North Carolina

Feds arrest at least a dozen undocumented immigrants in Charlotte, advocates say

At least a dozen undocumented immigrants were arrested by federal officials on Tuesday and Wednesday in what appears to be a coordinated enforcement effort across Charlotte and North Carolina, advocates said.

Immigration and Customs Enforcement officers — many of them undercover — detained mostly Latino men at over 10 traffic stops around the city early in the morning, said Stefania Arteaga of Comunidad Colectiva, an immigrant rights group in Charlotte.

The checkpoint arrests came amid reports of widespread ICE activity across North Carolina, including a raid on an arms manufacturing plant in Sanford on Tuesday that resulted in about 30 arrests and similar traffic stops in Raleigh, Durham and Greensboro.

Bryan Cox, a spokesman for the agency, disputed notions that Wednesday’s activity was out of the ordinary.

“We have Charlotte-based ICE officers who conduct immigration enforcement every day,” Cox told the Observer. “The fact that ICE makes arrests in the Charlotte area is not a unique occurrence.”

He said he could not immediately confirm the number of arrests by ICE officers on Wednesday or provide the average number of daily arrests in Charlotte. Nearly 15,200 people were arrested by ICE’s Atlanta office, which oversees Georgia and the Carolinas, in the most recent fiscal year.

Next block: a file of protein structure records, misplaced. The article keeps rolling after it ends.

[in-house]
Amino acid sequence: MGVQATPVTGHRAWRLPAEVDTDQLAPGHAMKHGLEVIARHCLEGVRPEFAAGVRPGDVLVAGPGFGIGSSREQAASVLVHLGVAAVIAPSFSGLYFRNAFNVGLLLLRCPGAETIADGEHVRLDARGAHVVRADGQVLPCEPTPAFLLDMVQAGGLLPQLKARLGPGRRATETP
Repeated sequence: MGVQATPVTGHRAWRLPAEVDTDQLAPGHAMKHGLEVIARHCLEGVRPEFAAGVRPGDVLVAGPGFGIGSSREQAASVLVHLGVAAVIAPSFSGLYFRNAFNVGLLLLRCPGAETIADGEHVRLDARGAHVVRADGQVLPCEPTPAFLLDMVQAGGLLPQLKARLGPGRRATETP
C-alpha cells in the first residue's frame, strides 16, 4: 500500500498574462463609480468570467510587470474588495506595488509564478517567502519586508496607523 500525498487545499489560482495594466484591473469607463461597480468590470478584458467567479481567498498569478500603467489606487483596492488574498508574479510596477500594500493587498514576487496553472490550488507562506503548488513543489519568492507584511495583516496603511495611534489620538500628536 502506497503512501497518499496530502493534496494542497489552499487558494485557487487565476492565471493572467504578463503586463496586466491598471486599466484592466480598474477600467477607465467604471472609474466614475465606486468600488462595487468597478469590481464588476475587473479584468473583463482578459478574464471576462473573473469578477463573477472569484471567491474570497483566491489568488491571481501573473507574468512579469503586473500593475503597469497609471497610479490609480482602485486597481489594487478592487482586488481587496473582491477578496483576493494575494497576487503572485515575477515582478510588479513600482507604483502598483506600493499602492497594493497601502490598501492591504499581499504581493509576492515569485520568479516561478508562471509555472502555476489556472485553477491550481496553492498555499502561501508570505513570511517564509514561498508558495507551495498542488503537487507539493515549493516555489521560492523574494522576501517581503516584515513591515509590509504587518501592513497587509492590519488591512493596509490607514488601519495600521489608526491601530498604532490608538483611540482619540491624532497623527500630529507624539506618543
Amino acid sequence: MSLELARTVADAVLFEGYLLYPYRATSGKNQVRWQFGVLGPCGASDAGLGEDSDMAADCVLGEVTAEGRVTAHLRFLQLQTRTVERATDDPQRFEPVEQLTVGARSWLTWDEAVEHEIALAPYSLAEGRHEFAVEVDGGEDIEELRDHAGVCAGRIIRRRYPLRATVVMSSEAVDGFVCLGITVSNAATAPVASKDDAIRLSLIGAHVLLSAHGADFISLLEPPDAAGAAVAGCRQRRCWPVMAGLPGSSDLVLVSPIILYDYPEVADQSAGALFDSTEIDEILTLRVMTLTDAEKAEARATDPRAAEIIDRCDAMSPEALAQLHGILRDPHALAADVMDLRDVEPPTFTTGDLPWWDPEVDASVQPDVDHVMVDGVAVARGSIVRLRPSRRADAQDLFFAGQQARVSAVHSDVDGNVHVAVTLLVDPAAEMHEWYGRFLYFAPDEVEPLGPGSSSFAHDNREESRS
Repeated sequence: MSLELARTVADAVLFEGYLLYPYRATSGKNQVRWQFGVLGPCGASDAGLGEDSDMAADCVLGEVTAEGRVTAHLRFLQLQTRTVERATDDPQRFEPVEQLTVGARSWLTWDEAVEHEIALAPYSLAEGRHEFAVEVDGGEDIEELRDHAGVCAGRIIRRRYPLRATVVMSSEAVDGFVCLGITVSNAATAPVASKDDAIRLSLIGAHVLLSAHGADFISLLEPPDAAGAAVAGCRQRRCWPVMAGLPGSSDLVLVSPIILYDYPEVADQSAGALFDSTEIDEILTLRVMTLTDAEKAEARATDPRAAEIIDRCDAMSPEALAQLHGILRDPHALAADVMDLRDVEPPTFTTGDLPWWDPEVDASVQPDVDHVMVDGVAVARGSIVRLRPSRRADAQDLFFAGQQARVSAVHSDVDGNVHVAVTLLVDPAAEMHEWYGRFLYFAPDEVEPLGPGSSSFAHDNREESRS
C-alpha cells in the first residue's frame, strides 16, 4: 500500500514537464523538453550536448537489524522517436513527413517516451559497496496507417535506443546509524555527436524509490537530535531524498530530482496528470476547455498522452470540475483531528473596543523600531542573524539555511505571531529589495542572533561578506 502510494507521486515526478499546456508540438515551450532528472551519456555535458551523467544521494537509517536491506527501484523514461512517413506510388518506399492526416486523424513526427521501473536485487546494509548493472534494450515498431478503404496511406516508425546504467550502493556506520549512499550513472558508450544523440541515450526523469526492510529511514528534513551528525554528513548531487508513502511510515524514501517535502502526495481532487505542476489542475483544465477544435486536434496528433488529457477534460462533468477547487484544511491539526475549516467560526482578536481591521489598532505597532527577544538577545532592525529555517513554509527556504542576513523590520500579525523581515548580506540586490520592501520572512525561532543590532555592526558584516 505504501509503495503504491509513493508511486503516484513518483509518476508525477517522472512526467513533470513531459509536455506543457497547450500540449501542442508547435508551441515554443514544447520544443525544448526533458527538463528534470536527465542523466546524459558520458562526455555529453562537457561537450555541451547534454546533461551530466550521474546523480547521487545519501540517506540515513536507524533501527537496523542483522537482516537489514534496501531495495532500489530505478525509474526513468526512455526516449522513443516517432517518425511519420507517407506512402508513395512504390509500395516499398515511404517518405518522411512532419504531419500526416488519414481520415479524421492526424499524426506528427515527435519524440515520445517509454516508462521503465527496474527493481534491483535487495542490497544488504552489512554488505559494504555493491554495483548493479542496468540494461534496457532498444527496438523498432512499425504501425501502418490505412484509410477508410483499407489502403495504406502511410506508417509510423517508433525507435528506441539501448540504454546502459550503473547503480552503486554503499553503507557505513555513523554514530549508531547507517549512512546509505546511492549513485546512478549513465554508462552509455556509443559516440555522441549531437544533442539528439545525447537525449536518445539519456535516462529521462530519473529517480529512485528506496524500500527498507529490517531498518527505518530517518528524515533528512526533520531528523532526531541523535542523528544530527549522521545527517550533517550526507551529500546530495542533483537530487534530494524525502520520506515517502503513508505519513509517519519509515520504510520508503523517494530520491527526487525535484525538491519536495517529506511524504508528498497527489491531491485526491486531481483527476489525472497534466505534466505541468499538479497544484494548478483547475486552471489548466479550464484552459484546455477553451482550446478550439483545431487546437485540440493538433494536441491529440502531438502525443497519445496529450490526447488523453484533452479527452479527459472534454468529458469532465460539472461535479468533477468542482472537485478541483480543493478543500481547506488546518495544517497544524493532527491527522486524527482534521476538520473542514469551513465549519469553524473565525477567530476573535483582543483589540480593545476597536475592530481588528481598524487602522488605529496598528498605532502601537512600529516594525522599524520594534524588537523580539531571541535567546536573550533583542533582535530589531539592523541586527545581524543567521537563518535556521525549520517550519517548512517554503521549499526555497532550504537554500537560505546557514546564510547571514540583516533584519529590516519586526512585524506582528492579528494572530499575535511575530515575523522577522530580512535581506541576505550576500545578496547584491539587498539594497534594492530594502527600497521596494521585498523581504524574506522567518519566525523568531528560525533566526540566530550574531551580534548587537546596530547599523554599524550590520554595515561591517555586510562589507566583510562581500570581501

But Jose Hernandez Paris, the executive director of the Latin American Coalition, said that both the traffic stops as well as the number of people detained in Charlotte — as high as 60 as of Wednesday evening — was unusual for such a short period of time.

“It’s very obvious that they’re not being targeted,” he said. “They’re being stopped randomly.”

In videos posted to Facebook by Comunidad Colectiva, Arteaga said that undercover officers in bulletproof vests were stopping people at checkpoints near the intersection of Sharon Amity Road and Central Avenue, and on Old Statesville Road in north Charlotte, among other locations.